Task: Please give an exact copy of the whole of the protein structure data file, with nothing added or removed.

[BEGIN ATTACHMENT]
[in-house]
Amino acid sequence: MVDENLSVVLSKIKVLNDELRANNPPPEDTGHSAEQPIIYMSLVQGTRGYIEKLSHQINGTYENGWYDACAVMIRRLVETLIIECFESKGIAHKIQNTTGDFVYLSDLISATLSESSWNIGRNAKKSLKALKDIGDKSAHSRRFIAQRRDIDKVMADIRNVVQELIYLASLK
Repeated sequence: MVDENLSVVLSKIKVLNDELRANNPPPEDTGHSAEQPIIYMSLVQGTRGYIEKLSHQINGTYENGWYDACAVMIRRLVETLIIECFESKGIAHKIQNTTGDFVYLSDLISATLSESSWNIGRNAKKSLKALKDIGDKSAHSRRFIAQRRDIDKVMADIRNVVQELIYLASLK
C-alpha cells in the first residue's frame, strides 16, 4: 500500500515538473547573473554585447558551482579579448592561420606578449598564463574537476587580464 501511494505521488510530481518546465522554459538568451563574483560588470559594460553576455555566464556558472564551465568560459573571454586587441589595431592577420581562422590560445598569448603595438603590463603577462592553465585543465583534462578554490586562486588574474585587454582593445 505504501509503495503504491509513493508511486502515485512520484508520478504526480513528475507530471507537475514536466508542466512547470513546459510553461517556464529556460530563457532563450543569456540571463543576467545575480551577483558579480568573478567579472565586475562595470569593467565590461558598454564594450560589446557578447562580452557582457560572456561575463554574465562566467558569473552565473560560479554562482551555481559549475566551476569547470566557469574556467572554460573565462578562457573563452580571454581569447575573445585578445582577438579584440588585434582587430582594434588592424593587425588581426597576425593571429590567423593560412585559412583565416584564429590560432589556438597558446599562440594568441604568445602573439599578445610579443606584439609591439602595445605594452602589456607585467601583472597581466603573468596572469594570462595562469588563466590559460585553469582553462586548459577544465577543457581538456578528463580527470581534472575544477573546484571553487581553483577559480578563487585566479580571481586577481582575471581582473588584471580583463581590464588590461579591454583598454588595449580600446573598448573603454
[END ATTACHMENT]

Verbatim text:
[in-house]
Amino acid sequence: MVDENLSVVLSKIKVLNDELRANNPPPEDTGHSAEQPIIYMSLVQGTRGYIEKLSHQINGTYENGWYDACAVMIRRLVETLIIECFESKGIAHKIQNTTGDFVYLSDLISATLSESSWNIGRNAKKSLKALKDIGDKSAHSRRFIAQRRDIDKVMADIRNVVQELIYLASLK
Repeated sequence: MVDENLSVVLSKIKVLNDELRANNPPPEDTGHSAEQPIIYMSLVQGTRGYIEKLSHQINGTYENGWYDACAVMIRRLVETLIIECFESKGIAHKIQNTTGDFVYLSDLISATLSESSWNIGRNAKKSLKALKDIGDKSAHSRRFIAQRRDIDKVMADIRNVVQELIYLASLK
C-alpha cells in the first residue's frame, strides 16, 4: 500500500515538473547573473554585447558551482579579448592561420606578449598564463574537476587580464 501511494505521488510530481518546465522554459538568451563574483560588470559594460553576455555566464556558472564551465568560459573571454586587441589595431592577420581562422590560445598569448603595438603590463603577462592553465585543465583534462578554490586562486588574474585587454582593445 505504501509503495503504491509513493508511486502515485512520484508520478504526480513528475507530471507537475514536466508542466512547470513546459510553461517556464529556460530563457532563450543569456540571463543576467545575480551577483558579480568573478567579472565586475562595470569593467565590461558598454564594450560589446557578447562580452557582457560572456561575463554574465562566467558569473552565473560560479554562482551555481559549475566551476569547470566557469574556467572554460573565462578562457573563452580571454581569447575573445585578445582577438579584440588585434582587430582594434588592424593587425588581426597576425593571429590567423593560412585559412583565416584564429590560432589556438597558446599562440594568441604568445602573439599578445610579443606584439609591439602595445605594452602589456607585467601583472597581466603573468596572469594570462595562469588563466590559460585553469582553462586548459577544465577543457581538456578528463580527470581534472575544477573546484571553487581553483577559480578563487585566479580571481586577481582575471581582473588584471580583463581590464588590461579591454583598454588595449580600446573598448573603454